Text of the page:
From the Director: Governor Snyder Gets in the Game


By Steve Tobocman

In his fourth State of the State Address, Governor Rick Snyder borrowed (with permission) two chapters from the Global Detroit playbook.  In launching a Michigan Office for New Americans and throwing his support behind the EB-5 Regional Center application for MSHDA, Governor Snyder emerged as not just one of the most pro-immigration governors in America for his rhetoric, but one of the most active governors in pursuing an economic development-focused immigration strategy.

In 2009, Snyder called for “an exciting new initiative to encourage immigrants with advanced college degrees to come to Michigan to live and work.”  His speech noted that Michigan “need[s] to be a place that openly encourages innovators and entrepreneurs to come to our state.  The evidence is clear that advanced college degree immigrants can make a tremendous difference in creating a positive economic activity environment that benefits us all. . . Immigration made us a great state and country.  It is time we embrace this concept again as a way to speed our reinvention.”

Since that speech, the Snyder Administration has supported Welcoming Michigan, with proclamations and quotes on the website, as well as providing generous financial support through the MEDC to the Michigan Global Talent Retention Initiative, the nation’s first international student retention program.  Both programs were launched by Global Detroit.  Governor Snyder’s team also provided tremendous support to the online professional licensing guides developed by Upwardly Global to assist skilled immigrants and refugees in fully employing their professional skills and educations in the Michigan workforce.

Launching an Office for New Americans is a significant next step to ensuring that this economic development strategy gets the attention and profile it deserves.  Similar offices (sometimes referred to as the Office of Immigrant Affairs, Office of Multicultural Affairs, or Office of Globalization) have been created in Boston, New York, Philadelphia, Chicago, Columbus, Dayton, and even Louisville with varying degrees of success.  The 2010 Global Detroit study recommended an Office of Global Affairs for the City of Detroit to raise the profile of immigration as an economic development strategy.  It sends a signal that Governor Snyder is serious, that he is committed to making our state welcoming, and that the complexities and broad reaches of an immigration economic development effort–not to mention the rapidly emerging nature of this field–require full-time attention and coordination.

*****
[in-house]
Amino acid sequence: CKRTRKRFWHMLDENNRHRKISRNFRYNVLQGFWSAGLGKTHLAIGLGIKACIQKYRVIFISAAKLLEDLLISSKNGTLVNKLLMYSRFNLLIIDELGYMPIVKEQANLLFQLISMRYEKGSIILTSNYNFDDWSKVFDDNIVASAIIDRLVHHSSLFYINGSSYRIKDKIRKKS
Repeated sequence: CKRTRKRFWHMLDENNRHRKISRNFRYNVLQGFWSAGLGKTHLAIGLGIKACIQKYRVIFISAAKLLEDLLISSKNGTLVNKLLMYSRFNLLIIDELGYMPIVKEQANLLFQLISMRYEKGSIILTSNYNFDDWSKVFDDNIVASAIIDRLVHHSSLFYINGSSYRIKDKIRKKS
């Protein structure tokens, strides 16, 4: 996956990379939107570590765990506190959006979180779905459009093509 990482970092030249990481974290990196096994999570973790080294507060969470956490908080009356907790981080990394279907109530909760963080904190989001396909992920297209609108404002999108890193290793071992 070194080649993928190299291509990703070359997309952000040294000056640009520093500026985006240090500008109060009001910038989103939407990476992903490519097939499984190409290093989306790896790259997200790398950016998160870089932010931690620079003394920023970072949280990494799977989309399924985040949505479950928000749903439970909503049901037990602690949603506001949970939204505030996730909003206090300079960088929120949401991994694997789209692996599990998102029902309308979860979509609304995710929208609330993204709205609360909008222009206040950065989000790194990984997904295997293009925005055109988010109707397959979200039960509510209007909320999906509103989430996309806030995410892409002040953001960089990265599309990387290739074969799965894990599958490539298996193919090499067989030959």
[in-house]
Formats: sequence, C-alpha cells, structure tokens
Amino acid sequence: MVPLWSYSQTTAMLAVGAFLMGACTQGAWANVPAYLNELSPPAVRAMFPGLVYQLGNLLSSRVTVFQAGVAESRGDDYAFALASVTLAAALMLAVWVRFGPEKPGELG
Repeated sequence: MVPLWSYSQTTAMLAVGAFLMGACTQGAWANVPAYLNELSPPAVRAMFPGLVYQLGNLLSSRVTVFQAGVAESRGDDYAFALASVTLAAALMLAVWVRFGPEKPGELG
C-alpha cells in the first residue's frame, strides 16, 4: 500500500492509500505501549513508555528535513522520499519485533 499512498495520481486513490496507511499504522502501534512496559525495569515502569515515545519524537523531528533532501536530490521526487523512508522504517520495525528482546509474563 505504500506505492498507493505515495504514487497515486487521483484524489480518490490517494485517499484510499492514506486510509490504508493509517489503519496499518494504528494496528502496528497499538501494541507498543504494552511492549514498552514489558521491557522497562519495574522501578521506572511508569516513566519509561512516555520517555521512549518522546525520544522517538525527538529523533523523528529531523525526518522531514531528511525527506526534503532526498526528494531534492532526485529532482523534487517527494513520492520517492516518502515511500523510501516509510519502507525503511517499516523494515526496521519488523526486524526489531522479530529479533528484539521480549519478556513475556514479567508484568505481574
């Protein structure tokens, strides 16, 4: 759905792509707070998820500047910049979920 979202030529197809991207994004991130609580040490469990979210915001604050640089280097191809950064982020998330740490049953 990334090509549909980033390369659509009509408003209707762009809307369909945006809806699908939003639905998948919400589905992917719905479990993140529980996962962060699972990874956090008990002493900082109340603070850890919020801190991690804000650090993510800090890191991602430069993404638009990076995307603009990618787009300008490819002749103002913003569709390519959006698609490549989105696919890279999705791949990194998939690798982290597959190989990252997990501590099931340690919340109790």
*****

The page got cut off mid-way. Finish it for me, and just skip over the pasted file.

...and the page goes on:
By creating the Michigan Office of New Americans, Governor Snyder joins the ranks of the nation’s most visionary and committed elected leaders in embracing immigration for its positive impacts and potential.

The endorsement of MSHDA’s EB-5 investor visa regional center application also could be significant.  While Michigan already has six regional centers that have been approved by the Department of Homeland Security (why is this program not run by the Department of Commerce yet?  Oh yeah, Washington is in complete gridlock), few investments have been placed.  That is as much a reflection of developers and local economic development folks not identifying potential investment opportunities as it is a reflection on the EB-5 operators.

Many of MSHDA’s housing finance projects, by nature, require the projects to be in continuous operations (in order to meet tax credit financing requirements), and, thus, meet EB-5 job retention requirements as well. The deals are often located in distressed Census tracts.  Joe Borgstrom, the Director, Specialized Technical Assistance and Revitalization Strategy at MSHDA, deserves praise for assembling a solid strategy and approach with the MSHDA EB-5 center. Vermont has successfully utilized a governor’s endorsement to build investment capital in its center.  If you want to read more about EB-5 regional centers, there is an entire chapter in the 2010 Global Detroit study.

We look forward to working with Governor Snyder on these new developments, as we have on Global Michigan. With these new efforts, the State of Michigan will be a serious player at the Global Great Lakes Network table and a national leader in the field of immigrant economic development.  As a result, we can expect the continued high entrepreneurship, high-tech startup, and job creation from Michigan’s immigrants–one of the highlights of Michigan’s economic strengths.


Photo Credit: Andrew Kuhn at

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